IMPD leans on food pantry in crime fight

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INDIANAPOLIS, Ind. (Feb. 29, 2016)-- Metro Police Chief Troy Riggs believes if the city adheres to the Biblical wisdom of Matthew that admonishes followers to, “Give us this day our daily bread,” Indianapolis’ crime rate might go down this year.

Like last summer, IMPD will be leaning on Gleaners to lead the way in feeding the hungriest people in the city’s toughest neighborhoods and bring down the rate of violence and the number of calls for service in six focus areas.

“If we’re going to have people coming to receive food and we know that many of them are suffering from mental illness, or people in their families, lets start working with them and see if we can make a difference,” said Riggs. “One thing we do know, and in some of our toughest areas in our community, high crime rates, low quality of life, people are about 200-300 percent more likely to suffer from a mental illness than anywhere else in the city.”

In the summer of 2015, Gleaners fed more than 62,000 people representing in excess of 16,000 households in focus areas where IMPD reports a disproportionate amount of crime occurs.

Gleaner’s spent $750,000 to provide 375,000 meals, but calls to Crimestoppers went up by 30 percent in those areas.

“Tips go up, arrests are made, we saw that last year,” said Riggs. “If we want to be serious about long term crime prevention, we’re never going to solve the mental health issues we have as a society, the dependency issues we have as a society, the vacant homes, the education levels, if people are hungry each and every day and they’re just trying to find food to eat.”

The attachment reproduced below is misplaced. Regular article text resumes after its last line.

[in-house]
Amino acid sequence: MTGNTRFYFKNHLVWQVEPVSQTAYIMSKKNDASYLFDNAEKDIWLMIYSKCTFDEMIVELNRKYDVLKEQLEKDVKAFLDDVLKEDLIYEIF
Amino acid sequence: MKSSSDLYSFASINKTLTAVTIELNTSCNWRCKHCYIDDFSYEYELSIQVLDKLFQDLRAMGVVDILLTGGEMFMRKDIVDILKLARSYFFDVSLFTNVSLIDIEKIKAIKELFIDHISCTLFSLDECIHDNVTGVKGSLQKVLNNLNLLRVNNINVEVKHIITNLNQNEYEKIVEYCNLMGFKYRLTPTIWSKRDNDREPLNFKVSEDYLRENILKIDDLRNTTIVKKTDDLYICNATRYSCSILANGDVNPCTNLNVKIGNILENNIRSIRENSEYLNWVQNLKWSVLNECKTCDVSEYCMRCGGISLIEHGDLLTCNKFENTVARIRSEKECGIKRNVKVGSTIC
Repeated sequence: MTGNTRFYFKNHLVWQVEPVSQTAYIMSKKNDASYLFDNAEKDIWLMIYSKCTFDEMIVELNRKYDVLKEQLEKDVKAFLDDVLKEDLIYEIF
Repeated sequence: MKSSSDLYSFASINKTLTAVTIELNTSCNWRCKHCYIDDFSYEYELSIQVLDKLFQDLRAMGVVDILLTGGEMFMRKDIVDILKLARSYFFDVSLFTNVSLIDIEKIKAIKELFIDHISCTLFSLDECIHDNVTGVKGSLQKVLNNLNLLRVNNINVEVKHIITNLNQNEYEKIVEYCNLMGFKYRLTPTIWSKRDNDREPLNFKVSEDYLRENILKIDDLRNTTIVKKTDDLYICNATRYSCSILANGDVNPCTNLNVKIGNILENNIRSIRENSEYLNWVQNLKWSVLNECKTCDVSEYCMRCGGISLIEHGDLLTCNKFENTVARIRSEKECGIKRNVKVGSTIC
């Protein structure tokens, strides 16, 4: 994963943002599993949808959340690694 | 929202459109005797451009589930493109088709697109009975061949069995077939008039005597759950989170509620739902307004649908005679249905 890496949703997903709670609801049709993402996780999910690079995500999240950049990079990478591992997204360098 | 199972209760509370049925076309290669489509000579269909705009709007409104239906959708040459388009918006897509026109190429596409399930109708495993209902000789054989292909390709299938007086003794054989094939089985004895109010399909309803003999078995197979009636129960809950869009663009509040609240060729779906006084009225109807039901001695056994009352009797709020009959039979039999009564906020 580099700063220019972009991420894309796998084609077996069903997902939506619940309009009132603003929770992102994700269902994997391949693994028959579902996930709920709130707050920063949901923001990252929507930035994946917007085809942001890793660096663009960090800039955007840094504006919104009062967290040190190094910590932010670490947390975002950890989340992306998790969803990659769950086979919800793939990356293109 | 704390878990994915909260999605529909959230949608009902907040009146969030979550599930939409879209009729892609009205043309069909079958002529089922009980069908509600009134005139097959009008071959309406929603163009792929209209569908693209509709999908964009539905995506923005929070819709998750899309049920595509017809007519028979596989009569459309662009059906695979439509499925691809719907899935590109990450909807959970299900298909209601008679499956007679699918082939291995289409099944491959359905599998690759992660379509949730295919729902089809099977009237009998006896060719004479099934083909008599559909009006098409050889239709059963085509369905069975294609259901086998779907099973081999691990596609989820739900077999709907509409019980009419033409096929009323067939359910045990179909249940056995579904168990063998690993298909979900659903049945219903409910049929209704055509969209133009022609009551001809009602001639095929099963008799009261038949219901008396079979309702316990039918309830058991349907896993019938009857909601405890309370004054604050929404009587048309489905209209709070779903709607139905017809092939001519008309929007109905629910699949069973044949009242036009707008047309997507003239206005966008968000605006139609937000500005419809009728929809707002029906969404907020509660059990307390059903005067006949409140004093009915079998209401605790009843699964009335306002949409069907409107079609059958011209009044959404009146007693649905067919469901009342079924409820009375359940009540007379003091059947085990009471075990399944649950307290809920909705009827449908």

Gleaners President and CEO Cindy Hubert is aiming at a mid-June launch for the 2016 Mobile Pantry program.

“We build relationships, then we can deal with other things,” said Hubert. “If people trust us to be there and to be a part of the neighborhood, then we can say, ‘Alright, how can we refer? How can we engage in other problems that the folks there are experiencing above and beyond food?’”

IMPD expects other partners such as Midtown Mental Health, Community Health Network and veterans support groups to be present at the pantry sites for on-the-spot referrals.

“It relieves the stress,” said Hubert. “Then they can go on and do other things. If they’re not looking for the next meal or provide for their families, the stress of a grandparent raising a grandchild today which is happening in 29 percent of the households that we’re now serving, if we can help them with the food then they can go figure out how they’re going to do the rest of the things.”

Marion County Sheriff John Layton says approximately 40 percent of the 2100 inmates his jail houses are classified with mental illness issues.

Each day the jail infirmary hands out 700 doses of psychotropic drugs at an annual cost of $640,000 with other medical care costs to be considered.

“We want to lessen the use of force if at all possible,” said Riggs. “What that does is it helps citizens, it helps our officers, no one wants to be in a confrontation, the injuries that we have, the shooting victims in the community and our police officers, a lot of that is because of mental illness. We have to be serious about this and I think our officers understand this.”

Riggs is promising even more advanced training for officers on how to spot and deal with mental illness issues when responding to a call.

“Officers don’t want to arrest someone who has a disease. They want to arrest people that are causing crimes and wreaking havoc in our community and we’re going to be serious about that,” he said.

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